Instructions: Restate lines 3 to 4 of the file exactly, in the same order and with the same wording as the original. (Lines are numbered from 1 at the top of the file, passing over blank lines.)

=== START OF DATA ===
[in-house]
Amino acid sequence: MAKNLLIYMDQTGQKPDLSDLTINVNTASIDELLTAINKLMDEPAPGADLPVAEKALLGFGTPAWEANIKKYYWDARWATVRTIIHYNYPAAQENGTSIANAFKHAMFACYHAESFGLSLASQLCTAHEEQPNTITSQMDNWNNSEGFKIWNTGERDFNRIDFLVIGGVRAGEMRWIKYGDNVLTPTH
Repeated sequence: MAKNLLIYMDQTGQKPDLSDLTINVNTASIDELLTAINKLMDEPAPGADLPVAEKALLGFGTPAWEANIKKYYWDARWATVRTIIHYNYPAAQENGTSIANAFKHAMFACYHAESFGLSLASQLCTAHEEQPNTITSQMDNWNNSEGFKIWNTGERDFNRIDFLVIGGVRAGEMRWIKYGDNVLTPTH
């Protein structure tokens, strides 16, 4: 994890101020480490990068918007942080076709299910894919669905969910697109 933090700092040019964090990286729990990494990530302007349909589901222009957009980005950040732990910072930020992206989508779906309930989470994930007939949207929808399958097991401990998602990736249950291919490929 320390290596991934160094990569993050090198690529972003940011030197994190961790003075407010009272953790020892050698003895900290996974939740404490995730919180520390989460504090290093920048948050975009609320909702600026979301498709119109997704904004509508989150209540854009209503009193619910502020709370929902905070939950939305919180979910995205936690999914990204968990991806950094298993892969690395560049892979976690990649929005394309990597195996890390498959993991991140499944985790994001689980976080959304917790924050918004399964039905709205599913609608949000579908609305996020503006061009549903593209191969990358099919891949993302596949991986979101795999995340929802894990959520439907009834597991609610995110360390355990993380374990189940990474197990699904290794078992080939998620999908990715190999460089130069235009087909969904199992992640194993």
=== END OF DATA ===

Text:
Repeated sequence: MAKNLLIYMDQTGQKPDLSDLTINVNTASIDELLTAINKLMDEPAPGADLPVAEKALLGFGTPAWEANIKKYYWDARWATVRTIIHYNYPAAQENGTSIANAFKHAMFACYHAESFGLSLASQLCTAHEEQPNTITSQMDNWNNSEGFKIWNTGERDFNRIDFLVIGGVRAGEMRWIKYGDNVLTPTH
């Protein structure tokens, strides 16, 4: 994890101020480490990068918007942080076709299910894919669905969910697109 933090700092040019964090990286729990990494990530302007349909589901222009957009980005950040732990910072930020992206989508779906309930989470994930007939949207929808399958097991401990998602990736249950291919490929 320390290596991934160094990569993050090198690529972003940011030197994190961790003075407010009272953790020892050698003895900290996974939740404490995730919180520390989460504090290093920048948050975009609320909702600026979301498709119109997704904004509508989150209540854009209503009193619910502020709370929902905070939950939305919180979910995205936690999914990204968990991806950094298993892969690395560049892979976690990649929005394309990597195996890390498959993991991140499944985790994001689980976080959304917790924050918004399964039905709205599913609608949000579908609305996020503006061009549903593209191969990358099919891949993302596949991986979101795999995340929802894990959520439907009834597991609610995110360390355990993380374990189940990474197990699904290794078992080939998620999908990715190999460089130069235009087909969904199992992640194993």